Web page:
Raspberry Pi WiFi With The ESP8266
Written by Harry Fairhead   
Monday, 12 September 2016
Article Index
Raspberry Pi WiFi With The ESP8266
AT Commands
Some Utility Functions
Getting A Web Page
A Web Server

The ESP8266 provides a low cost and relatively easy way to get a Pi onto WiFi without using a USB port. This is a particularly attractive proposition for the Pi Zero, which only has a single micro USB connector.  

As we will make a lot of use of the Pi's serial port, it is assumed that you know roughly how it works. In particular, it is assumed that you are familiar with the material in Serial C And The Raspberry Pi.

Before we get on to the details of using the ESP8266 we need to find out what makes it special.

The Amazing ESP8266

The ESP8266 is a very odd and amazing device. It is remarkably low cost, $5 or less, but it is a full microprocessor with GPIO lines, RAM and built in WiFi. It is built by a Chinese company Espressif Systems, but there are a number of copies on the market. The proliferation of devices and software revisions makes it difficult to work with, but it is well worth the effort. 

While you can set up a development system yourself and program the ESP8266 to do almost anything, it comes with built-in software that allows it to be used as a WiFi module for other processors. This is how we are going to use it to give the Pi, and especially the Pi Zero which lacks a full size USB connector for a WiFi dongle, WiFi capability. 

The ESP8266 connects to the outside world using the serial port. The Pi controls it and transfers data using a system of AT commands. These were commonly used to control modems and other communication equipment and they still are used in mobile phone modems. In essence the ESP8266 looks like a modem that connects to WiFI.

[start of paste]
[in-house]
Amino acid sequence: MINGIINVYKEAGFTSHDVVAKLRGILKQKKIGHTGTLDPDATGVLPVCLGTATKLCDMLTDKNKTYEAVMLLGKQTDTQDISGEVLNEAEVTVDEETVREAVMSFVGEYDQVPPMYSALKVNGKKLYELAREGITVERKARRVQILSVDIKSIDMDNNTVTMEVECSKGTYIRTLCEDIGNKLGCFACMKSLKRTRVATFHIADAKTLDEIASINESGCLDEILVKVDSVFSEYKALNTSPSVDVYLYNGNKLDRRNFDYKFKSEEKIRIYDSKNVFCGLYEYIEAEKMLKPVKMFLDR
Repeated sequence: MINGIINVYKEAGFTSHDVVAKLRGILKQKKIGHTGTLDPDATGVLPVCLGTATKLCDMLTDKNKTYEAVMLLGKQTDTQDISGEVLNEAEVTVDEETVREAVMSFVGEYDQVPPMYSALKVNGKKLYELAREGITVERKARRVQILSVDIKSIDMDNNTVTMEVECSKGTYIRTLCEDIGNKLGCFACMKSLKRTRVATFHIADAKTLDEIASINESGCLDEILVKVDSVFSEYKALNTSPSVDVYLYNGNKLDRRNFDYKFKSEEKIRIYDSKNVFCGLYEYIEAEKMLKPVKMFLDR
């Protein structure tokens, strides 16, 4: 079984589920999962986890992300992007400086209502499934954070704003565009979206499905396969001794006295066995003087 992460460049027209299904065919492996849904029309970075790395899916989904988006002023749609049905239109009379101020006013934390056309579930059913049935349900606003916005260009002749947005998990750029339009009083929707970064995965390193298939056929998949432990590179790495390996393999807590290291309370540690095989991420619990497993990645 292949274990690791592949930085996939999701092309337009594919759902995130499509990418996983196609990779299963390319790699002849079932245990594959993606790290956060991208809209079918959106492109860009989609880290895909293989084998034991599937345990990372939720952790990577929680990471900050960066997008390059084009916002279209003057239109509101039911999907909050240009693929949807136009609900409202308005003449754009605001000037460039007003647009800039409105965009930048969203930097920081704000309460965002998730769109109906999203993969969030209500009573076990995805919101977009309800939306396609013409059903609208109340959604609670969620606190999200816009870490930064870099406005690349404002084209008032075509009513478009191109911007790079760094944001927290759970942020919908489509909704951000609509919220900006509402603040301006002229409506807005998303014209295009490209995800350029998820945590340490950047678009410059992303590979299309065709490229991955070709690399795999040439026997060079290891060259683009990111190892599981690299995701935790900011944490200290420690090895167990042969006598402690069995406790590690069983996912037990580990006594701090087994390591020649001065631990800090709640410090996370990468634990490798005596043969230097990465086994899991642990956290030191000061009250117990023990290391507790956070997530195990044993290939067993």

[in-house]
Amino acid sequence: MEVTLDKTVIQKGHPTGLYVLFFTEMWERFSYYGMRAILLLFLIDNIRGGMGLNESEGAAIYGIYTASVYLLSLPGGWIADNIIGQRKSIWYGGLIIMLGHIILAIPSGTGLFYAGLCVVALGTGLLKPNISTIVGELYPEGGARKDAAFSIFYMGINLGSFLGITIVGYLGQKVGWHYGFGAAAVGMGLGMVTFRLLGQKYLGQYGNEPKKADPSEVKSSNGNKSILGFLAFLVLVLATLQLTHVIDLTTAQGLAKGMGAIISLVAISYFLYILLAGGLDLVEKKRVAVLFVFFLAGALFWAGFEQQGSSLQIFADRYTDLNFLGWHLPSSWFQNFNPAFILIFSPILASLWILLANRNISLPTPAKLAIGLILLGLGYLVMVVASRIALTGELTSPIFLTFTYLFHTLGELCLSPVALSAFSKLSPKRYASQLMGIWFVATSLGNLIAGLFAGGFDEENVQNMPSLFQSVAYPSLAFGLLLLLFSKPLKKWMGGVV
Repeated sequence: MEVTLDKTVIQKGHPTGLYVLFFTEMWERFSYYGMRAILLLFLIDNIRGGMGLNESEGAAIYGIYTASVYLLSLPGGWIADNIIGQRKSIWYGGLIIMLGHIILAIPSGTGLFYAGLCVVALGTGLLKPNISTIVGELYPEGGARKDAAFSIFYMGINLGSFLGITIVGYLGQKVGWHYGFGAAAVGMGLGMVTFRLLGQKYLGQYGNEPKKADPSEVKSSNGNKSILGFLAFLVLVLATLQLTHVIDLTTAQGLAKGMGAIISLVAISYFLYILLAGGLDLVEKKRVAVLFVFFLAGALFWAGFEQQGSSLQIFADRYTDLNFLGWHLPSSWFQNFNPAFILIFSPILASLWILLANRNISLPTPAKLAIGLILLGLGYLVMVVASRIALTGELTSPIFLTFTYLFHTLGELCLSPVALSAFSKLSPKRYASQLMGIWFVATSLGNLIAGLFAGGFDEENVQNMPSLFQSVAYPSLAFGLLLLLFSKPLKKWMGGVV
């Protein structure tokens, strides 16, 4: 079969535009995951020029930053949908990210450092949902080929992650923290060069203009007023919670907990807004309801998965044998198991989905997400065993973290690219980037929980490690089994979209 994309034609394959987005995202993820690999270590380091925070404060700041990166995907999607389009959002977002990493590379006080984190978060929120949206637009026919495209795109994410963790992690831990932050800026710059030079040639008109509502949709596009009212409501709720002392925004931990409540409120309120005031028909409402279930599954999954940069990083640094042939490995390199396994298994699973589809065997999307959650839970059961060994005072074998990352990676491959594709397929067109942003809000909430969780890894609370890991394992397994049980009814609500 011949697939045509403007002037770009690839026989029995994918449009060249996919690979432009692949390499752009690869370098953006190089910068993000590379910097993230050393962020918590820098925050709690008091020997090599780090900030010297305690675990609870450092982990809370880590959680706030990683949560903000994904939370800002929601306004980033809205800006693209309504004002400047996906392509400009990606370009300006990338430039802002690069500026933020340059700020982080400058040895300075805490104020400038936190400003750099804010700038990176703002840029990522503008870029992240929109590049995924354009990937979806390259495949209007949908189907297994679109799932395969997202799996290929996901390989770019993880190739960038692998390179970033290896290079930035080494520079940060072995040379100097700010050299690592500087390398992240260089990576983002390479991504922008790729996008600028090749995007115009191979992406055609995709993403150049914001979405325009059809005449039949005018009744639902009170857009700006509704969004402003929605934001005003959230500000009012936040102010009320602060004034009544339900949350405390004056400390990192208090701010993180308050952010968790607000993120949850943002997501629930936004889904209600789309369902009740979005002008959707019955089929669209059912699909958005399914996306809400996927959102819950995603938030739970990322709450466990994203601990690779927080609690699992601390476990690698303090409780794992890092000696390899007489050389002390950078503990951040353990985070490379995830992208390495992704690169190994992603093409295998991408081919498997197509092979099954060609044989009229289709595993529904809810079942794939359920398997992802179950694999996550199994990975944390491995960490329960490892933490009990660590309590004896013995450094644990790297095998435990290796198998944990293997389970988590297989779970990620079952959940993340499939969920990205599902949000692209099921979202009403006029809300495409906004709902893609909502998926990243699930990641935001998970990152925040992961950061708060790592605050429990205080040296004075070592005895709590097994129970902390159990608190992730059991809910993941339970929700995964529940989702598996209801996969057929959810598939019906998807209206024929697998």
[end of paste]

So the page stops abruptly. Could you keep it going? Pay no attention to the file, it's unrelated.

The module that is used in this chapter is the ESP-01 which is widely available from many different sources but they all look like the photo:



There is another version, the ESP-07, which comes with a screen RF stage and other advantages and this should also work.    

A bigger problem is that there are new versions of the firmware and some of these might not work in exactly the same way. However, it should be easy to make the changes necessary.

Connecting the ESP8266 ESP-01

There a number of minor problems in using the ESP8266. The first is that it comes with an eight-pin male connector which is not prototype board friendly.

The best solution to this is to use some jumper cables - female to male - to connect it to the prototype board or use female-to-female cables to connect directly to the Pi. 

You can power the ESP8266 directly from the Pi's 3.3V supply, but only if you are using a Pi 2, Zero and later. Early Pis just didn't have the power. 

When transmitting, the ESP8266 takes a lot of current, 300mA or so, and this means there isn't a lot left over to power other things. You can use a separate 3.3V power supply if you need more power. Of course, you can use this to power both the ESP8266 and the Pi and in some situations this would be an advantage. 

You can use one of the many low cost prototyping board power supplies with no problems:

The pinout of the ESP-01 is usually shown from the component side, but in fact the pins that you want to connect to are on the other side. To make things easier the two views are given in the diagram:



The pin functions are:

1 Ground - connect to ground
2 TXO - the serial tx pin
3 GPIO2 - ignore
4 CHPD - chip enable connect to 3.3V
5 GPIO0 - ignore
6 RST - reset leave unconnected
7 RXI - the serial rx pin
8 VDD - Supply voltage connect to 3.3V

From the pinouts you should be able to work out the way the ESP8266 has to be connected. If we use P0 as Tx from the Pi and P1 as Rx to the Pi we have to connect ESP-01 pin  7 to P0, pin 2 to P1 and ESP-01 pins 8 and 4 to the external power supply. To make it all work we also have to connect ESP-01 pin 1 to the ground of the external power supply ground and to the ground of the Pi, as shown:



Of course this arrangement is particularly useful for the Pi Zero as you can now have a low cost WiFi connection without having to use up the one and only USB socket. 


Last Updated ( Monday, 12 September 2016 )